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Clinical Status of Efflux Resistance Mechanisms in Gram-Negative Bacteria
Antibiotics  (IF4.639),  Pub Date : 2021-09-16, DOI: 10.3390/antibiotics10091117
Anne Davin-Regli, Jean-Marie Pages, Aurélie Ferrand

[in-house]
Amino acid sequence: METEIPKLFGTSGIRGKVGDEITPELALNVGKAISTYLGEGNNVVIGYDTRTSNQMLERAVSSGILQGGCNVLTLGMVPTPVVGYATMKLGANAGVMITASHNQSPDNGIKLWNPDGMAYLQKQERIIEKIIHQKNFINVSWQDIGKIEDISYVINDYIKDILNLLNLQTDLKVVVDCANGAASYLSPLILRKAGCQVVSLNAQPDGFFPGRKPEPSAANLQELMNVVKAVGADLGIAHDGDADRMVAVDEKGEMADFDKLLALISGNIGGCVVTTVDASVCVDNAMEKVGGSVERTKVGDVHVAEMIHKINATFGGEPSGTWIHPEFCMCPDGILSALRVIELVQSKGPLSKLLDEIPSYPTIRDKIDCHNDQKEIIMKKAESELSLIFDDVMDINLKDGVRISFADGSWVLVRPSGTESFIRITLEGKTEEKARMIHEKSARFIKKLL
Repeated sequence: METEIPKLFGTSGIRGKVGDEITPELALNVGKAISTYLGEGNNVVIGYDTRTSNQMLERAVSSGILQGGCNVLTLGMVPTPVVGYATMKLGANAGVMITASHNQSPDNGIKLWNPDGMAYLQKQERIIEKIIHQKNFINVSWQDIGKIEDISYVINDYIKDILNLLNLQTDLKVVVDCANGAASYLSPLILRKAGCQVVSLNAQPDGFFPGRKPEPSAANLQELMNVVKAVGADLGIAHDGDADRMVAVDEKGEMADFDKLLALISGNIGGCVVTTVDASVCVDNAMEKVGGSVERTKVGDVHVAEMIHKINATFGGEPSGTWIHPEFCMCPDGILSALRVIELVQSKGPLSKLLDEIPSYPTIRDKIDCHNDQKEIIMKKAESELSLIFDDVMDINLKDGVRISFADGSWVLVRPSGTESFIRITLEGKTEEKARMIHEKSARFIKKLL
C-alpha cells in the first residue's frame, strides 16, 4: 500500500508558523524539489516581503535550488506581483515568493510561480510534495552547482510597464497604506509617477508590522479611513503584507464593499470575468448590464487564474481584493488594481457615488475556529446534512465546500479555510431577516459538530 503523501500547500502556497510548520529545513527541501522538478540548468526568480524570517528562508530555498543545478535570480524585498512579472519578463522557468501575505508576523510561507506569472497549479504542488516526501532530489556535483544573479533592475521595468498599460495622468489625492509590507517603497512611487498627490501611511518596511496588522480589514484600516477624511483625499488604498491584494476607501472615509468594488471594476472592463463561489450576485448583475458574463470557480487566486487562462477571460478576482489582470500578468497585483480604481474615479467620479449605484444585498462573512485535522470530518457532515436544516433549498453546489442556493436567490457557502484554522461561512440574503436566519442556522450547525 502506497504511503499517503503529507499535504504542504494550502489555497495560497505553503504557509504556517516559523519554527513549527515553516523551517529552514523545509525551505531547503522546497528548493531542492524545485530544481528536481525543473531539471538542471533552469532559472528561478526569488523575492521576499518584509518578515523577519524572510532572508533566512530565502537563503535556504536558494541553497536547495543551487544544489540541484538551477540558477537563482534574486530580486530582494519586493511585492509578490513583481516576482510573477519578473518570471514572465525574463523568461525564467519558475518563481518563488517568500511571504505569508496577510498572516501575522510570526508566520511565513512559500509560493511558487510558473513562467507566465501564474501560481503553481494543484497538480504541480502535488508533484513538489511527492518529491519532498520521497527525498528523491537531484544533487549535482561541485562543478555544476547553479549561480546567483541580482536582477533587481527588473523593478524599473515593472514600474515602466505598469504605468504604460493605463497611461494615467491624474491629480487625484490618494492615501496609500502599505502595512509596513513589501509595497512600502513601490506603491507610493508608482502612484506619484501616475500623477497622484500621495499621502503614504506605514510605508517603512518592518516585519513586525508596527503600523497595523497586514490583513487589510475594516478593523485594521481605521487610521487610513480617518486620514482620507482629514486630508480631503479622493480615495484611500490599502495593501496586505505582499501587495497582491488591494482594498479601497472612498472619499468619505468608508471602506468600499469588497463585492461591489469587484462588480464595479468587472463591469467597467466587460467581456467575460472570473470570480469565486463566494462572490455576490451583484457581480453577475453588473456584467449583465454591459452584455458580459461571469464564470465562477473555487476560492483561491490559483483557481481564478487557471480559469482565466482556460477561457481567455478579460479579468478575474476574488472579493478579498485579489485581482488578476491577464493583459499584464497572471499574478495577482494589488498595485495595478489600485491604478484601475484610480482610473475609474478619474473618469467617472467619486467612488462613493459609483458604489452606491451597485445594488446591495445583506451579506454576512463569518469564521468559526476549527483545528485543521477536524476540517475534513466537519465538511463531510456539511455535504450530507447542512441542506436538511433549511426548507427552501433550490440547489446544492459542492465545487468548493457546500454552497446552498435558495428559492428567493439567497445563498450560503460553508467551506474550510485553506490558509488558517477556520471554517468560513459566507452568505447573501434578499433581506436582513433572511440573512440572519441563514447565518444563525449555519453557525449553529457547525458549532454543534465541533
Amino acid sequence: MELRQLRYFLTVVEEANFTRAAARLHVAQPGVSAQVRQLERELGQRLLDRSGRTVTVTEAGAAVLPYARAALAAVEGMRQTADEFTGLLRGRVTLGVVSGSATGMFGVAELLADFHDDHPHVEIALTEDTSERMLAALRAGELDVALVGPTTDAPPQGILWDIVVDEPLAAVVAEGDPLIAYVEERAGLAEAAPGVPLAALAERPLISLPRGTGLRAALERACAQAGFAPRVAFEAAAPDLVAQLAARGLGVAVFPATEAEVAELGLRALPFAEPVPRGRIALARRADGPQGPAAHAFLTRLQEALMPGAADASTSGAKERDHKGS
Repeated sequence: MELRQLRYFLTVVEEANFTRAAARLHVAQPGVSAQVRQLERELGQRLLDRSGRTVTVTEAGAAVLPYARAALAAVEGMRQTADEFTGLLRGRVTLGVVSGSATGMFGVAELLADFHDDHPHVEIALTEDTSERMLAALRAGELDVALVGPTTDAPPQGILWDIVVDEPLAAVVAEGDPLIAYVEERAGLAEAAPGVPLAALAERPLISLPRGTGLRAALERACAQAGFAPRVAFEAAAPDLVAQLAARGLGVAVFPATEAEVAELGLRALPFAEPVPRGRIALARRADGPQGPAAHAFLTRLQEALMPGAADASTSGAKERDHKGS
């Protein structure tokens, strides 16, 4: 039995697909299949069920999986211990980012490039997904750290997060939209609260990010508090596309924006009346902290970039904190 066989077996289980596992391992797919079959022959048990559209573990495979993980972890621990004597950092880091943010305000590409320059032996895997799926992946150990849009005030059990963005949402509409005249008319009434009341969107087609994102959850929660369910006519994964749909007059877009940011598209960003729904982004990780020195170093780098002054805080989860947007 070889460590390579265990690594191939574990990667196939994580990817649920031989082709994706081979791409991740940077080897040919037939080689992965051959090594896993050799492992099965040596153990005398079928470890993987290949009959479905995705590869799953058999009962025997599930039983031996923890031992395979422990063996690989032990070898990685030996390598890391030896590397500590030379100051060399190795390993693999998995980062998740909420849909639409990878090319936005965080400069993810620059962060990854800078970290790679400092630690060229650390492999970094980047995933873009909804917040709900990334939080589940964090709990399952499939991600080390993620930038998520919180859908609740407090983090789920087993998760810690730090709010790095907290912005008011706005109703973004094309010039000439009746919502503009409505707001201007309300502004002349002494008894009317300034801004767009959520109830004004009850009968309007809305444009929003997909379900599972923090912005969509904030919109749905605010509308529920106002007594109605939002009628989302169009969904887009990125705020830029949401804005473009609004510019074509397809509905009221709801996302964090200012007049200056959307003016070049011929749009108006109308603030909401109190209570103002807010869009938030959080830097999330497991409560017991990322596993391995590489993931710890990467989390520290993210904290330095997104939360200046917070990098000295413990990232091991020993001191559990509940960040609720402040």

Antibiotic efflux is a mechanism that is well-documented in the phenotype of multidrug resistance in bacteria. Efflux is considered as an early facilitating mechanism in the bacterial adaptation face to the concentration of antibiotics at the infectious site, which is involved in the acquirement of complementary efficient mechanisms, such as enzymatic resistance or target mutation. Various efflux pumps have been described in the Gram-negative bacteria most often encountered in infectious diseases and, in healthcare-associated infections. Some are more often involved than others and expel virtually all families of antibiotics and antibacterials. Numerous studies report the contribution of these pumps in resistant strains previously identified from their phenotypes. The authors characterize the pumps involved, the facilitating antibiotics and those mainly concerned by the efflux. However, today no study describes a process for the real-time quantification of efflux in resistant clinical strains. It is currently necessary to have at hospital level a reliable and easy method to quantify the efflux in routine and contribute to a rational choice of antibiotics. This review provides a recent overview of the prevalence of the main efflux pumps observed in clinical practice and provides an idea of the prevalence of this mechanism in the multidrug resistant Gram-negative bacteria. The development of a routine diagnostic tool is now an emergency need for the proper application of current recommendations regarding a rational use of antibiotics.